Nanshinron (Southward Advance Theory) (南進論)

The Nanshinron (southward advance) theory was one of Japan's foreign policies before World War II, advocating that the country should advance into Southeast Asia and the South Pacific islands.

Summary

Nanshinron was first advocated during the Meiji period. It was discussed in relation to Japan's colonial rule of Taiwan and her mandate over the Pacific islands after World War I. It was vigorously advocated especially during the Sino-Japanese War. It was not necessarily linked to Japan's territorial expansion and military advance in the Meiji period. After the 1930s it was associated with an idea of 'Self-sufficiency and Self-defence' in Japan.
It was geared into 'the southward advance of Japanese armies.'
It is also called 'the Hokushu Nanshin (defend the north and advance to the south) policy.'

Nanshinron in the Meiji and the Taisho Period

The Nanshinron theory was advocated by some civilian critics such as Ukitchi TAGUCHI, Shigetaka SHIGA and Sadakaze SUGANUMA. It was roughly divided into two: one branch deriving from free trade and the other from Asianism. The critics attempted trade with and immigration to islands in Oceania and Southeast Asia. Nanshinron during the Sino-Japanese War was a concrete claim over Japan's colonial rule of Taiwan. After the Wars with China and Russia, Japan's basic national policy became 'Hokushinron,' advance into Northeast Asia, including Korea, Manchuria and mainland China. Nanshinron therefore remained as a non-governmental and non-mainstream foreign policy. (When the Philippine Revolution took place after the Sino-Japanese War (in 1898), efforts were made for the Imperial Japanese Navy to support the revolutionaries in order to secure Japan's influence there. However, this was abandoned).

When Japan took part in World War I in 1914, the Imperial Japanese Navy conquered German Micronesia (South Pacific islands). After the war the islands practically became Japan's colony as her mandate. They were identified as 'Ura Nanyo,' i.e., the Japanese base to advance into 'Omote Nanyo' (the islands in Southeast Asia). Southward advancement became a fad. However, mainstream Nanshinron during this period advocated peaceful economic advance, focusing on trade, investment and immigration.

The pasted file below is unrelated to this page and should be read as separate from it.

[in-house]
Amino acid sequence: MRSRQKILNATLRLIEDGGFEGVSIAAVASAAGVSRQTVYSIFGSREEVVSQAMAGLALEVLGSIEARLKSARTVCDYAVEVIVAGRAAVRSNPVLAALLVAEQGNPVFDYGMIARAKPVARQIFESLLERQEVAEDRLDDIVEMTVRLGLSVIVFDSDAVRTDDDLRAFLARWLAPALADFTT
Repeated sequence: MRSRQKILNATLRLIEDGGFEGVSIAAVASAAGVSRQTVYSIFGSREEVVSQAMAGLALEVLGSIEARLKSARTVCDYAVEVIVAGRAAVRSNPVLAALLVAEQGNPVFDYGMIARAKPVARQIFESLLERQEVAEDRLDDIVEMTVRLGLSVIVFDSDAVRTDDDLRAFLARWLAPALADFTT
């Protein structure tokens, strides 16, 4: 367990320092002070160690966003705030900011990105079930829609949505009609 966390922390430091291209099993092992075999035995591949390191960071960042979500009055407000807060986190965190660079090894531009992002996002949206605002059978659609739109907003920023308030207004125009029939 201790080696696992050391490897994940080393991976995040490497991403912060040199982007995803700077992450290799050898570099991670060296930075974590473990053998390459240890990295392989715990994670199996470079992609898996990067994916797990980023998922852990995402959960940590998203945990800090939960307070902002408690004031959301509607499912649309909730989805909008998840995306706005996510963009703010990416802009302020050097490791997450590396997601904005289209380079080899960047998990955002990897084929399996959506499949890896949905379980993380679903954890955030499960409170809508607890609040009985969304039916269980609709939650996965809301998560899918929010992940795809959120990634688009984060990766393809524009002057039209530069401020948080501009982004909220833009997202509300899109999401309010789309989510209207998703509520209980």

Nanshinron before World War II in the Showa Era

After the Manchurian Incident Japan was internationally isolated as her relationship with Britain and the United States worsened during the 1930s. 'Southward advance' was considered as one of the powerful options for Japan's prospective policy. It was argued that it had to be carried out even with military force.

Yet it was only in 1940 that military advance into the south was determined as a national policy. Japan was then dragged into the quagmire of the Sino-Japanese War. The German blitzkrieg operations during April to June 1940 made the Netherlands and France that had colonies in Southeast Asia surrender to Germany. Britain was also endangered.
Taking advantage of this situation, Japan believed that it could get out of the critical situation if she could make Southeast Asia a part of the country
Thus, she decided on military advancement to the south.

Rather than a carefully prepared national policy, this was the one to makeshift. On July 27 the Imperial General Headquarters-Government Liaison Conference decided that Japan was to advance towards Southeast Asia, if necessary, with military force.

Japan's first target was French Indochina. Indochina was then a support route of Britain and the United States to China under the Nationalist (Chiang Kai-sek) Government. In September 1940 the Japanese Imperial Navy advanced into Indochina according to an agreement with France. (Advancement into the northern part of French Indochina).

As a result, the United States banned the export of oil to Japan. Japan started a war with the United States. Japan's advance into the south caused her to lose the war.

Target Resources in Japan's Advance into the South
Mainland China
Flour, cotton, linen, coal, iron ore, bauxite and tungsten.
The American Philippines
Rice, flour, sugar, wood, tobacco, linen, poplar, coal, iron, steel, copper, lead, sulphur, chrome, molybdenum, gold and manganese.
French Indochina
Rice, corn, gum, jute, coal, zinc, tungsten.
British Borneo
Rice, sugar, tobacco, oil.
Dutch East India
Rice, corn, sugar, gum, copra, quinine, oil, coal, bauxite, nickel, tin and gold.
British Malaya
Sugar, cotton, gum, tobacco, coal, iron ore, tin, bauxite, tungsten.
Thailand
Rice, sugar, wood, tobacco, iron ore, coal, tin, zinc, antimony, tungsten, manganese.
British Burma
Rice, flour, beans, tobacco, oil, coal, copper, tin, lead, zinc, tungsten, nickel, gold and silver.